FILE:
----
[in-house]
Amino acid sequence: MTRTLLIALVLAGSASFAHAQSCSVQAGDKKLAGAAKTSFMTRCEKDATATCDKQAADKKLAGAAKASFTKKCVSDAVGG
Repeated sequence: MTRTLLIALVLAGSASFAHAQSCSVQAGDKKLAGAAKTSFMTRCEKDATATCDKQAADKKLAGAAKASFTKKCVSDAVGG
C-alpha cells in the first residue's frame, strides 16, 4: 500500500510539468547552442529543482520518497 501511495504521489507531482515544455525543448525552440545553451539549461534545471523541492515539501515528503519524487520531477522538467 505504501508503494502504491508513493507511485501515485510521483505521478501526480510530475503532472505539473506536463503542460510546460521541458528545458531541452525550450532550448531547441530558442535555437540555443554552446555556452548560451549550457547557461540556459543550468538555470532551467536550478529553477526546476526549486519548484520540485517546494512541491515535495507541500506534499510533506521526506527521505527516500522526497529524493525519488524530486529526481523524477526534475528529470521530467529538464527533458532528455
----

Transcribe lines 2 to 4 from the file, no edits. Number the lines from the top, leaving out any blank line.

Amino acid sequence: MTRTLLIALVLAGSASFAHAQSCSVQAGDKKLAGAAKTSFMTRCEKDATATCDKQAADKKLAGAAKASFTKKCVSDAVGG
Repeated sequence: MTRTLLIALVLAGSASFAHAQSCSVQAGDKKLAGAAKTSFMTRCEKDATATCDKQAADKKLAGAAKASFTKKCVSDAVGG
C-alpha cells in the first residue's frame, strides 16, 4: 500500500510539468547552442529543482520518497 501511495504521489507531482515544455525543448525552440545553451539549461534545471523541492515539501515528503519524487520531477522538467 505504501508503494502504491508513493507511485501515485510521483505521478501526480510530475503532472505539473506536463503542460510546460521541458528545458531541452525550450532550448531547441530558442535555437540555443554552446555556452548560451549550457547557461540556459543550468538555470532551467536550478529553477526546476526549486519548484520540485517546494512541491515535495507541500506534499510533506521526506527521505527516500522526497529524493525519488524530486529526481523524477526534475528529470521530467529538464527533458532528455